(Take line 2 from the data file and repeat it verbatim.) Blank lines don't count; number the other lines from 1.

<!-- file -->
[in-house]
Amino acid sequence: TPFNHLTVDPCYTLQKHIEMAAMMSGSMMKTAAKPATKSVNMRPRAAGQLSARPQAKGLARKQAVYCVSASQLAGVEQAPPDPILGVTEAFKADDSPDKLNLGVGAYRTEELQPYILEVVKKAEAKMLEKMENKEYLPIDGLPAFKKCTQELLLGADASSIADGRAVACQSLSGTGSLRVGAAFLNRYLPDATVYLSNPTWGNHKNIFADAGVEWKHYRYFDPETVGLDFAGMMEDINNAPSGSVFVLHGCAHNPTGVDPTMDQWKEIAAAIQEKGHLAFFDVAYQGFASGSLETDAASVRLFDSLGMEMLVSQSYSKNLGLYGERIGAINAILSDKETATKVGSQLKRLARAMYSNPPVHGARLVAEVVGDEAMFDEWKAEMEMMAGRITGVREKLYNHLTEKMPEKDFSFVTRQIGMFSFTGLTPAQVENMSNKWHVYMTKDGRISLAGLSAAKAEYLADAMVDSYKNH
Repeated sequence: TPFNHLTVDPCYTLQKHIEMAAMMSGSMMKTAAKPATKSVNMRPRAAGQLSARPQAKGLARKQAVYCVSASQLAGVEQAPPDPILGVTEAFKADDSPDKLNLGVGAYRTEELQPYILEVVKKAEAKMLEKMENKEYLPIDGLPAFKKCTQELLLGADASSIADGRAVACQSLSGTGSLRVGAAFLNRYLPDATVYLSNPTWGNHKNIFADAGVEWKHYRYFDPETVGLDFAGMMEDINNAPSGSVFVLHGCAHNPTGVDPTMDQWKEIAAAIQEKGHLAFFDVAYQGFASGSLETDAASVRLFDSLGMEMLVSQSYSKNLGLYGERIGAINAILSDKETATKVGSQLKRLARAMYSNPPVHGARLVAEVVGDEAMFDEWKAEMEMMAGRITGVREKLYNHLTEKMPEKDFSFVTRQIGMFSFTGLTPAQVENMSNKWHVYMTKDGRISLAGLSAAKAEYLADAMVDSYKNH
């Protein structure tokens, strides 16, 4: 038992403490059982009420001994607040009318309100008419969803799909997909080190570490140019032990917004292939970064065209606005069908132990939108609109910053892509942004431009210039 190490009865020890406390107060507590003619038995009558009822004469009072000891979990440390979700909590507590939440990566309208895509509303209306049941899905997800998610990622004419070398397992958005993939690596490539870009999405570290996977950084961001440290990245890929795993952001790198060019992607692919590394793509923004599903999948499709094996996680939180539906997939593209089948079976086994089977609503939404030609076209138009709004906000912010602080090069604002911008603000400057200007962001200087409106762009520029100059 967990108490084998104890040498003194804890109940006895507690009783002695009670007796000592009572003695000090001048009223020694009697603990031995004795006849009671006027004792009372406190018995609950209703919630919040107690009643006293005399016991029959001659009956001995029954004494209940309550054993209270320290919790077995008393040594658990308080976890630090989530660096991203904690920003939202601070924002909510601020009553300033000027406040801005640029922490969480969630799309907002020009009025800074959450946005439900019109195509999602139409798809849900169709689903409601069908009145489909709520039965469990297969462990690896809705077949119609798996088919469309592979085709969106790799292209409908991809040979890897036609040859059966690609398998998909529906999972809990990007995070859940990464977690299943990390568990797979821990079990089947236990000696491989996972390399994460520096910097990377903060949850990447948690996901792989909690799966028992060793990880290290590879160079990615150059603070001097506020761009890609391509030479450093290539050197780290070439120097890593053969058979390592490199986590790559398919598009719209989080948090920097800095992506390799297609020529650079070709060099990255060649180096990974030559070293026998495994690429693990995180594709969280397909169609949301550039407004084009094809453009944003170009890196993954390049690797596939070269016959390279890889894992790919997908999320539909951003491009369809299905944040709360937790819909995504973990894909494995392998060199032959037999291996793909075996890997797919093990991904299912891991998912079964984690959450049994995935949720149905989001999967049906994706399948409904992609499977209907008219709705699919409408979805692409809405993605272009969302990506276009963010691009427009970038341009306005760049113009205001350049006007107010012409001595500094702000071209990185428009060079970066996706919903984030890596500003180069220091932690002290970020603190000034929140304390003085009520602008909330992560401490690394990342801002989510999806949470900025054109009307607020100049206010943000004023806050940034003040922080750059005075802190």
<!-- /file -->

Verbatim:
Amino acid sequence: TPFNHLTVDPCYTLQKHIEMAAMMSGSMMKTAAKPATKSVNMRPRAAGQLSARPQAKGLARKQAVYCVSASQLAGVEQAPPDPILGVTEAFKADDSPDKLNLGVGAYRTEELQPYILEVVKKAEAKMLEKMENKEYLPIDGLPAFKKCTQELLLGADASSIADGRAVACQSLSGTGSLRVGAAFLNRYLPDATVYLSNPTWGNHKNIFADAGVEWKHYRYFDPETVGLDFAGMMEDINNAPSGSVFVLHGCAHNPTGVDPTMDQWKEIAAAIQEKGHLAFFDVAYQGFASGSLETDAASVRLFDSLGMEMLVSQSYSKNLGLYGERIGAINAILSDKETATKVGSQLKRLARAMYSNPPVHGARLVAEVVGDEAMFDEWKAEMEMMAGRITGVREKLYNHLTEKMPEKDFSFVTRQIGMFSFTGLTPAQVENMSNKWHVYMTKDGRISLAGLSAAKAEYLADAMVDSYKNH